Grant aims to re­store rare frog

Money to pur­chase larger tad­pole habi­tats

The Covington News - - Agriculture & Outdoors -

SO­CIAL CIR­CLE — A frog­mon­i­tor­ing pro­gram will be re­ceiv­ing some much-needed funds to im­prove a scarce frog’s chances for sur­vival.

The Ge­or­gia De­part­ment of Nat­u­ral Re­sources (DNR), At­lanta Botan­i­cal Gar­den and The Na­ture Con­ser­vancy of Ge­or­gia con­duct The Gopher Frog Head­start­ing Project to help Ge­or­gia’s rarest frog species.

Grants to­tal­ing $1,890 will cover the cost of a new, larger and more ef­fec­tive rear­ing sys­tem for rais­ing gopher frog tad­poles. Per­ma­nent 110-gal­lon reser­voirs and fil­ter sys­tems are be­ing in­stalled at the At­lanta Botan­i­cal Gar­den to help rear tad­poles.

“This will al­low us to raise a larger num­ber of tad­poles more ef­fi­ciently and un­der bet­ter con­di­tions,” said Ron Gagliardo, am­phib­ian con­ser­va­tion co­or­di­na­tor at the At­lanta Botan­i­cal Gar­den.

Gopher frogs have been doc­u­mented at fewer than 10 sites in Ge­or­gia.

This unique frog with a large head and an ap­petite for other frogs is found al­most ex­clu­sively in the Coastal Plain’s lon­gleaf pine ecosys­tem. Gopher frogs live in gopher tor­toise bur­rows, stump holes and other un­der­ground homes in flat­woods, sand­hills and pine scrub ar­eas.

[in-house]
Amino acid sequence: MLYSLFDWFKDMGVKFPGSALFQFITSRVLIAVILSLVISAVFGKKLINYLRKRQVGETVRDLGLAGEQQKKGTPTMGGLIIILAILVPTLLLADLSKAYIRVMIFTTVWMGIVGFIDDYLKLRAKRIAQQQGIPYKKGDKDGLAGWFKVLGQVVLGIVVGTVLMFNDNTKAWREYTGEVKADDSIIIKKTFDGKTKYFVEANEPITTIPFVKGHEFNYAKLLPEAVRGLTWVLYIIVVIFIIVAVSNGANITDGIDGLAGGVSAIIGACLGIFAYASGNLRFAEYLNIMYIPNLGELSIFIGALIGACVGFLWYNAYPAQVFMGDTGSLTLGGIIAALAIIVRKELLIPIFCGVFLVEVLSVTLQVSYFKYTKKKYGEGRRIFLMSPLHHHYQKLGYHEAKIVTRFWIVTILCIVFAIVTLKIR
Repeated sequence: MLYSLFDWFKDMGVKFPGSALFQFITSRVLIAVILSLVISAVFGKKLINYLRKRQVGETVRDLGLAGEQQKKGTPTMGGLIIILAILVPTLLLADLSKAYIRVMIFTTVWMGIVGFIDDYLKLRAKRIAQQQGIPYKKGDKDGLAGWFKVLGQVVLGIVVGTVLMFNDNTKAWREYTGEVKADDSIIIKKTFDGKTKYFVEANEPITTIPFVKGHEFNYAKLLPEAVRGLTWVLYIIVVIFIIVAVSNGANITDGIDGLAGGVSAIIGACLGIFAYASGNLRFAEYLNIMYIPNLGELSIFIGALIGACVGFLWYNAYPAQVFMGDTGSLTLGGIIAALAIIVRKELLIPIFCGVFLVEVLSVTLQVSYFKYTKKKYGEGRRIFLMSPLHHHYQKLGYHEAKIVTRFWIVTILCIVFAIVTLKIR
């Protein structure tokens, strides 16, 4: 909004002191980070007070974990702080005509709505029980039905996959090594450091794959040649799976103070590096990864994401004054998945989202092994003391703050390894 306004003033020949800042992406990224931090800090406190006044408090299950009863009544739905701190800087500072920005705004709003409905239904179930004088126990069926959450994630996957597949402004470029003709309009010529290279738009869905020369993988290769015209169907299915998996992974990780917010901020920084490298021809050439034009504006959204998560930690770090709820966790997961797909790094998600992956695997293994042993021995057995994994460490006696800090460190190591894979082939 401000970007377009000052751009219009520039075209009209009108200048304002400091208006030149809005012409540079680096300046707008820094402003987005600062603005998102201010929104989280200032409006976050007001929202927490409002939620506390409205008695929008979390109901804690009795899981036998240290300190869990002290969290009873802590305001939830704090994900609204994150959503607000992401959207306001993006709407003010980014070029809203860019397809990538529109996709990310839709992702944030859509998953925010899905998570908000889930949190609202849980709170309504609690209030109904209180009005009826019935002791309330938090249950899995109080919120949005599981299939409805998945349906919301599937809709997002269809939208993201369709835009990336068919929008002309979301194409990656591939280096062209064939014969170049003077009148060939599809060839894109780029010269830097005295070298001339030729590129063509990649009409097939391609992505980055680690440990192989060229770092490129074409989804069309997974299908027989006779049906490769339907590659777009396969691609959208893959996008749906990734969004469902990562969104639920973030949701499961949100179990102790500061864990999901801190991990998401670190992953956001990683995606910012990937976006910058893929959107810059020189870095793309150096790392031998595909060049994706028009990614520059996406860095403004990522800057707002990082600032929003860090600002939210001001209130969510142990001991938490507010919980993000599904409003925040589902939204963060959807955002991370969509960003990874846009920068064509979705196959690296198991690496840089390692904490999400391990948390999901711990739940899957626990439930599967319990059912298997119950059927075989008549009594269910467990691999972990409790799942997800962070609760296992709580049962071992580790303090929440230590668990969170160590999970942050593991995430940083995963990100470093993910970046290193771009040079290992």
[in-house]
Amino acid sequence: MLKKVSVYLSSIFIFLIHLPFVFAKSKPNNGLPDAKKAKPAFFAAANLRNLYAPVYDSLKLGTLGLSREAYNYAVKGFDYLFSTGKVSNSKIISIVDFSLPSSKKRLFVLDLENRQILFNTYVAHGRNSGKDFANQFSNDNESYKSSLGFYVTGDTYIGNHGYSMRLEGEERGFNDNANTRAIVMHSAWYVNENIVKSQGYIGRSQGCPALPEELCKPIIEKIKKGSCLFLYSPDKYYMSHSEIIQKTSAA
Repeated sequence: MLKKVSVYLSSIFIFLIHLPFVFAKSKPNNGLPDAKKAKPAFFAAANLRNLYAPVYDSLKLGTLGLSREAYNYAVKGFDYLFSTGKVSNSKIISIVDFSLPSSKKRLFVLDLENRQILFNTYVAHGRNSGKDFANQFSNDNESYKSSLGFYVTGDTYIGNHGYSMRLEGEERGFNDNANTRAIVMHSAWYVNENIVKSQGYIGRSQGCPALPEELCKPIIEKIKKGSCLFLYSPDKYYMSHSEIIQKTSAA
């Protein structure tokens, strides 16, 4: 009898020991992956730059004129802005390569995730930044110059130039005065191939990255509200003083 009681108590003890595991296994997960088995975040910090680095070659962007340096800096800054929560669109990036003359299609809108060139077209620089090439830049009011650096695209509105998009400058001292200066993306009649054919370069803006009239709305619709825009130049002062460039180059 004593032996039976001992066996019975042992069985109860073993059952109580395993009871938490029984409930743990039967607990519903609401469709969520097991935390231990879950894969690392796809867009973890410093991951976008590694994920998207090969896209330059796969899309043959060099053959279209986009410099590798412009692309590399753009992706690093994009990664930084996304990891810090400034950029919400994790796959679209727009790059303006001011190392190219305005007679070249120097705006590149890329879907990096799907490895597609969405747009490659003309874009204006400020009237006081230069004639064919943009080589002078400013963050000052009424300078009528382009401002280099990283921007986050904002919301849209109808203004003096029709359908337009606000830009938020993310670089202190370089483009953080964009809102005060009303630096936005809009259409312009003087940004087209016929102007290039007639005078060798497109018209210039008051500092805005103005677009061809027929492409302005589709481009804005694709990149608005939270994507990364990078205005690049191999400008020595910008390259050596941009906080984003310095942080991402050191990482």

The species faces sig­nif­i­cant threats, such as habi­tat de­struc­tion and fish stocked in breed­ing ar­eas, and is con­sid­ered a high­pri­or­ity am­phib­ian by Ge­or­gia’s Com­pre­hen­sive Wildlife Con­ser­va­tion Strat­egy, a guide for con­ser­va­tion.

Ap­prox­i­mately 68 tad­poles were re­leased into a pond in Wil­liams Bluffs Pre­serve in Early County in 2007. The 1,980acre tract of land owned by The Na­ture Con­ser­vancy is the only des­ig­nated re­cip­i­ent site in Ge­or­gia for gopher frogs at this time.

Por­tions of seven egg masses have been col­lected this year, re­sult­ing in nearly 1,700 tad­poles. They are be­ing reared at the At­lanta Botan­i­cal Gar­den for even­tual re­lease.

Groups con­tribut­ing funds for the new rear­ing sys­tem in­clude the Ge­or­gia Her­peto­log­i­cal So­ci­ety, the As­so­ci­a­tion of Zoos and Aquar­i­ums’ Am­phib­ian Taxon Ad­vi­sory Group and Nip­muc Re­gional High School in Up­ton, Mass.

In­for­ma­tion on how to help con­serve Ge­or­gia’s nongame wildlife — such as through buy­ing a nongame wildlife li­cense plate or mak­ing a do­na­tion to the “Give Wildlife a Chance” state in­come tax check­off — are avail­able at www.geor­giaw­ildlife.com.

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